Long Weekend Monterey Sling Review
The Long Weekend Monterey Sling excels for hobbyist photographers, and dual exterior pockets and a simple main compartment translate well into travel use.
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- Style blends into both urban and rural environments
- Exterior pockets have more depth than we’ve seen from other slings
- Main compartment offers simplicity that doesn’t get in your way
- Lack of aeration on strap and back panel may get warm in hot weather
- Can be hard to find a use for smallest exterior pocket
- Material isn’t very water resistant, so gear might get wet
Like the Look
Polled on Instagram
0.25 lb (0.1 kg)
11 in x 5 in x 3.4 in (27.9 x 12.7 x 8.6 cm)
Nylon, Ripstop, YKK Zippers, Woojin Hardware
The Long Weekend Monterey Sling is created in tandem with Moment and photographer, videographer, and YouTuber Willem Verbeeck. The Monterey Sling looks quite similar to the Santa Fe Shoulder Bag, just in a smaller package and slightly different strap. Although it’s designed for film photographers, we’re amped to give this thing a go for both shooting and general travel.
The exterior is crafted from a soft yet durable material that feels like nylon. The accent material is a nylon-like ripstop and resembles wind pants in texture. Both materials are rugged enough for most adventures but don’t hold up terribly well in the rain.
The contrast between the two materials is nice. However, it might be a little too busy for folks who like to keep things plain. There’s a Long Weekend logo on the ripstop half of the sling, which has a classic look and feels straight out of the 1990s. However, we recognize the style may not be everyone’s taste.
We’ve got YKK zippers throughout the pack, located in two separate places. We have no issues with the zips; they open smoothly, even around corners.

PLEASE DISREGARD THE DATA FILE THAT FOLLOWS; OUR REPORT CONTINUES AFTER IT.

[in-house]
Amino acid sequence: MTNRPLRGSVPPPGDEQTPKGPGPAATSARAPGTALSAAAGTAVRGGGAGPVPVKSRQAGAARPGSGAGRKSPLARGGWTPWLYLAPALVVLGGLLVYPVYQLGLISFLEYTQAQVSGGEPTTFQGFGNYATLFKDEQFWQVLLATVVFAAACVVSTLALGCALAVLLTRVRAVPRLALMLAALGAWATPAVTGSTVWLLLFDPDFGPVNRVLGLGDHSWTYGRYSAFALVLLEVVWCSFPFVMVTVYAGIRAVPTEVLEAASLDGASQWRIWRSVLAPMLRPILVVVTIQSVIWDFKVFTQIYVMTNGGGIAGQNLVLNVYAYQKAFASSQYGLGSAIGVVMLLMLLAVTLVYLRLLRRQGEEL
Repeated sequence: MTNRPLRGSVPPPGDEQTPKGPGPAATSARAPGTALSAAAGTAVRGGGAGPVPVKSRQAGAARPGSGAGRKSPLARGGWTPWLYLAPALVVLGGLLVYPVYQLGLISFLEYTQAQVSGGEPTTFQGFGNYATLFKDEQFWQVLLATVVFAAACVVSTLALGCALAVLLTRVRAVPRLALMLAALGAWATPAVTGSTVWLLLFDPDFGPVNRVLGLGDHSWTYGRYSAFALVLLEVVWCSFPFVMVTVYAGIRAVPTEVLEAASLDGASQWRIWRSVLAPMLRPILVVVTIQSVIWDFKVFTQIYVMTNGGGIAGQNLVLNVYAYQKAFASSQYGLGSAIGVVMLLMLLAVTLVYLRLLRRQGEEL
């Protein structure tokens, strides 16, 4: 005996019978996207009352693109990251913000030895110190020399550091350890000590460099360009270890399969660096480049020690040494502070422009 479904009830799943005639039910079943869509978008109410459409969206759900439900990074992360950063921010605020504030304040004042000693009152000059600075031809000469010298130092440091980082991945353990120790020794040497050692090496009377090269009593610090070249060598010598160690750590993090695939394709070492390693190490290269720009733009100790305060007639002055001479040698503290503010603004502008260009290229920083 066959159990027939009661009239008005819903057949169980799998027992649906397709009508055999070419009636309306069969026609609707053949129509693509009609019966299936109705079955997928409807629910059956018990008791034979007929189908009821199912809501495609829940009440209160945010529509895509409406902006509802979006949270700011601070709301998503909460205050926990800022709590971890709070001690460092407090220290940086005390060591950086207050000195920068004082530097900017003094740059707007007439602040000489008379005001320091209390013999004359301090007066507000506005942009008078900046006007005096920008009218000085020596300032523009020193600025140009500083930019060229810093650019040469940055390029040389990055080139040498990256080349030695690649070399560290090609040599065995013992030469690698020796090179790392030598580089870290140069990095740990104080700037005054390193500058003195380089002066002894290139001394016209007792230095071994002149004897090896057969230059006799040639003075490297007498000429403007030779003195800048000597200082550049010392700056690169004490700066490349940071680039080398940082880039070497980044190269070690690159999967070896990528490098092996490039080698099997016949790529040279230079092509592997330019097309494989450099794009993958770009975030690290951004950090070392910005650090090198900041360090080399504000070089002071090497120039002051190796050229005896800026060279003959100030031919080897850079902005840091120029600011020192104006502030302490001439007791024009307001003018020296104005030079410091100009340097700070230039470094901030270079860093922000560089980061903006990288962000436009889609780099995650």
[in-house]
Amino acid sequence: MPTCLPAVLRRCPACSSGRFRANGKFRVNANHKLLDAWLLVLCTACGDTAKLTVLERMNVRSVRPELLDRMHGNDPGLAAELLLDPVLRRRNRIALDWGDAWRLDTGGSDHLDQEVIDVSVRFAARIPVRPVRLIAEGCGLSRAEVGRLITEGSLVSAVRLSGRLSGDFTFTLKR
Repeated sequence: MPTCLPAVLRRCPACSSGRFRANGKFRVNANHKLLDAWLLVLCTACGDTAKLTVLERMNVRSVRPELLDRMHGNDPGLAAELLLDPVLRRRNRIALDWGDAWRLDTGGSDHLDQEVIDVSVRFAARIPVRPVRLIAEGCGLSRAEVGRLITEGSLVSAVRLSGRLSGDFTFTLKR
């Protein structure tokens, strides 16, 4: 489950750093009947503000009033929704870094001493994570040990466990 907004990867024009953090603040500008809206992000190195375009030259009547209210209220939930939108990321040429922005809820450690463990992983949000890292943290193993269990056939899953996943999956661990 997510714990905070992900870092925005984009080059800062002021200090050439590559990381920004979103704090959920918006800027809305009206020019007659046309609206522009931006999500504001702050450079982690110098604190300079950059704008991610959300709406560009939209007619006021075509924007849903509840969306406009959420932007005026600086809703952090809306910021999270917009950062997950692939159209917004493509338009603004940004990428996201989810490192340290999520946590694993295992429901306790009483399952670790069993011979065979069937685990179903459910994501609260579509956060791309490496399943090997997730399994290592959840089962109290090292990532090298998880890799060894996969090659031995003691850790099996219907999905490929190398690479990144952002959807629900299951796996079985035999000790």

The zipper pulls are crafted from a paracord-like material and have a knot on the end. This makes it easy to grasp them, even in inclement weather. They’re black with white speckles, which contrasts nicely with the black primary pack material and matches the ripstop section.
The buckle that secures the strap is from Woojin and is quality all around. One could argue that it’s a little large for the job that it’s tasked with, but it isn’t so large that it gets in the way, so we don’t mind it. It is snappy to open and close and won’t pop open when you don’t want it to.
This sling is comfortable no matter how you try to wear it. Well, it isn’t so great as a necklace, but you get the point. The strap doesn’t have any padding or aeration, but for such a small sling, we don’t miss it. If you’re wearing a thinner t-shirt or a tank top, you might feel it a little more, but not in a way that could be described as painful. Plus, there’s an elastic strap keeper to ensure everything stays organized, which we dig.
There isn’t any padding or aeration on the back panel either, but similarly to the strap, this isn’t an issue for its size. All around, the back panel is comfortable. Unless you’re carrying something oddly shaped in the main compartment, nothing pokes through, either.
You can wear it comfortably on your front or back, and transitioning between the two is easy. If you wear it on your front, you have quick access to everything inside—whether that be your light meter and film or daily essentials like your phone and wallet.